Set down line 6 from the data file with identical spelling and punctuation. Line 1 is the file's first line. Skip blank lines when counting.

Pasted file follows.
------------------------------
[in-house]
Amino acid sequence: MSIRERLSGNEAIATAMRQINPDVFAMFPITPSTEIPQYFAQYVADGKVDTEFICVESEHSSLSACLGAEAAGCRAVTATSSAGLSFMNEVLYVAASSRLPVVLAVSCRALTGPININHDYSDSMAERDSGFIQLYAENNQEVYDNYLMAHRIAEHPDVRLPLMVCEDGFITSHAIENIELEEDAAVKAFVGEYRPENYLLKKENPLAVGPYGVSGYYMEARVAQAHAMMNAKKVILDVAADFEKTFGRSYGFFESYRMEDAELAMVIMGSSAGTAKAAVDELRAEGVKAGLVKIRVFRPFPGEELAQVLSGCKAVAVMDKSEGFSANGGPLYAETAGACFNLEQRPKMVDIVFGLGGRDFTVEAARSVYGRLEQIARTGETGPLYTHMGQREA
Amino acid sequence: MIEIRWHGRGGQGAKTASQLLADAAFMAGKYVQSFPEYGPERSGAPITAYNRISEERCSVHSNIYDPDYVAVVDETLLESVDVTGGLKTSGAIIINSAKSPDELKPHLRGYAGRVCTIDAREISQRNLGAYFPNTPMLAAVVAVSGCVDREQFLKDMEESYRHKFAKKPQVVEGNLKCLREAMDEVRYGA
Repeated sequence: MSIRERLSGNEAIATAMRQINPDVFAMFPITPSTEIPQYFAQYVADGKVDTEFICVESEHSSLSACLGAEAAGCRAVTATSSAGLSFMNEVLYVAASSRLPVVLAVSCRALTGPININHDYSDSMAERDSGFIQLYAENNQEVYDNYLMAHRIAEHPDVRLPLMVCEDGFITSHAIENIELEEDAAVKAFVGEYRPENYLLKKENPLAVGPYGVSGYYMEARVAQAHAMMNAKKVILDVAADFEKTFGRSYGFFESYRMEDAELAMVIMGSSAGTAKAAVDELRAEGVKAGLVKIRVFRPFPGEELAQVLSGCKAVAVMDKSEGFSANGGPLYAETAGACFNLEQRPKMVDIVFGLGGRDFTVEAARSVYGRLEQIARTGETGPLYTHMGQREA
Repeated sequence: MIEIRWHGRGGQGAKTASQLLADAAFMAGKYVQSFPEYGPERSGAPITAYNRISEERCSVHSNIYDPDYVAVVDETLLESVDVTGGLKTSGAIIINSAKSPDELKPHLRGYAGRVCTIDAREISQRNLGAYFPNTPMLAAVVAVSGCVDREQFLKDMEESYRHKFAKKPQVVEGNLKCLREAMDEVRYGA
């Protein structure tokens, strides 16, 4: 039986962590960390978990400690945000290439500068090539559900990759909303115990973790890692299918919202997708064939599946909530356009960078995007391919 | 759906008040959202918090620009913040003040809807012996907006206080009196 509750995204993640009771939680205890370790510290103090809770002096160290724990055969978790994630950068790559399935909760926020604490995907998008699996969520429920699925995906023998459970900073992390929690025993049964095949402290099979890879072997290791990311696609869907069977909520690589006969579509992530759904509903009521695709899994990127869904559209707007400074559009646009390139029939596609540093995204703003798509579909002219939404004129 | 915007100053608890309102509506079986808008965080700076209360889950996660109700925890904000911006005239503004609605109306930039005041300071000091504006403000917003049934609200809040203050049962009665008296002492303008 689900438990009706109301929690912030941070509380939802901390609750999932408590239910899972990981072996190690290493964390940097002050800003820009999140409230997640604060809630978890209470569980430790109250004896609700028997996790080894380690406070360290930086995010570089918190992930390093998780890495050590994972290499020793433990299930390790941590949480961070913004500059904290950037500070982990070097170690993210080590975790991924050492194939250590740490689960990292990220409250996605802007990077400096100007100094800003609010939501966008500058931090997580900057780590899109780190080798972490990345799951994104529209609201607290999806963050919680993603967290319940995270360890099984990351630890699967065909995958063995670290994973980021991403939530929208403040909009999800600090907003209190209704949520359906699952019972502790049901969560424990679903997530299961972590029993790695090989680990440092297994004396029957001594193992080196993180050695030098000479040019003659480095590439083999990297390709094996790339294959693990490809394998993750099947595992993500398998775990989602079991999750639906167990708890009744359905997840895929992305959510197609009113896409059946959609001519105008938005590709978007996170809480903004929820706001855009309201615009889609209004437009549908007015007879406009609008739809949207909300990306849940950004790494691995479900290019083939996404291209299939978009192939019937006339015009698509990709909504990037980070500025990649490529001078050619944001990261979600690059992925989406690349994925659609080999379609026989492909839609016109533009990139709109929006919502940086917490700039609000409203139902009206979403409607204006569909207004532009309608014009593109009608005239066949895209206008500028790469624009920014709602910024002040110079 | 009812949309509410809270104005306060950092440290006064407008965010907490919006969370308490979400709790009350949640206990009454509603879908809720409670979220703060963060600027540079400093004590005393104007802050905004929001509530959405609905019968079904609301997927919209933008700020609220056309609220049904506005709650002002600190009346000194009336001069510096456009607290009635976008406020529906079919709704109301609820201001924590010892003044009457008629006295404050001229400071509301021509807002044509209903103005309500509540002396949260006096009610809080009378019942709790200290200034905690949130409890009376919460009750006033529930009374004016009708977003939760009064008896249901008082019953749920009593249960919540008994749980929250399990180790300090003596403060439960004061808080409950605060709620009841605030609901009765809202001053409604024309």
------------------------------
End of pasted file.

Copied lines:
């Protein structure tokens, strides 16, 4: 039986962590960390978990400690945000290439500068090539559900990759909303115990973790890692299918919202997708064939599946909530356009960078995007391919 | 759906008040959202918090620009913040003040809807012996907006206080009196 509750995204993640009771939680205890370790510290103090809770002096160290724990055969978790994630950068790559399935909760926020604490995907998008699996969520429920699925995906023998459970900073992390929690025993049964095949402290099979890879072997290791990311696609869907069977909520690589006969579509992530759904509903009521695709899994990127869904559209707007400074559009646009390139029939596609540093995204703003798509579909002219939404004129 | 915007100053608890309102509506079986808008965080700076209360889950996660109700925890904000911006005239503004609605109306930039005041300071000091504006403000917003049934609200809040203050049962009665008296002492303008 689900438990009706109301929690912030941070509380939802901390609750999932408590239910899972990981072996190690290493964390940097002050800003820009999140409230997640604060809630978890209470569980430790109250004896609700028997996790080894380690406070360290930086995010570089918190992930390093998780890495050590994972290499020793433990299930390790941590949480961070913004500059904290950037500070982990070097170690993210080590975790991924050492194939250590740490689960990292990220409250996605802007990077400096100007100094800003609010939501966008500058931090997580900057780590899109780190080798972490990345799951994104529209609201607290999806963050919680993603967290319940995270360890099984990351630890699967065909995958063995670290994973980021991403939530929208403040909009999800600090907003209190209704949520359906699952019972502790049901969560424990679903997530299961972590029993790695090989680990440092297994004396029957001594193992080196993180050695030098000479040019003659480095590439083999990297390709094996790339294959693990490809394998993750099947595992993500398998775990989602079991999750639906167990708890009744359905997840895929992305959510197609009113896409059946959609001519105008938005590709978007996170809480903004929820706001855009309201615009889609209004437009549908007015007879406009609008739809949207909300990306849940950004790494691995479900290019083939996404291209299939978009192939019937006339015009698509990709909504990037980070500025990649490529001078050619944001990261979600690059992925989406690349994925659609080999379609026989492909839609016109533009990139709109929006919502940086917490700039609000409203139902009206979403409607204006569909207004532009309608014009593109009608005239066949895209206008500028790469624009920014709602910024002040110079 | 009812949309509410809270104005306060950092440290006064407008965010907490919006969370308490979400709790009350949640206990009454509603879908809720409670979220703060963060600027540079400093004590005393104007802050905004929001509530959405609905019968079904609301997927919209933008700020609220056309609220049904506005709650002002600190009346000194009336001069510096456009607290009635976008406020529906079919709704109301609820201001924590010892003044009457008629006295404050001229400071509301021509807002044509209903103005309500509540002396949260006096009610809080009378019942709790200290200034905690949130409890009376919460009750006033529930009374004016009708977003939760009064008896249901008082019953749920009593249960919540008994749980929250399990180790300090003596403060439960004061808080409950605060709620009841605030609901009765809202001053409604024309």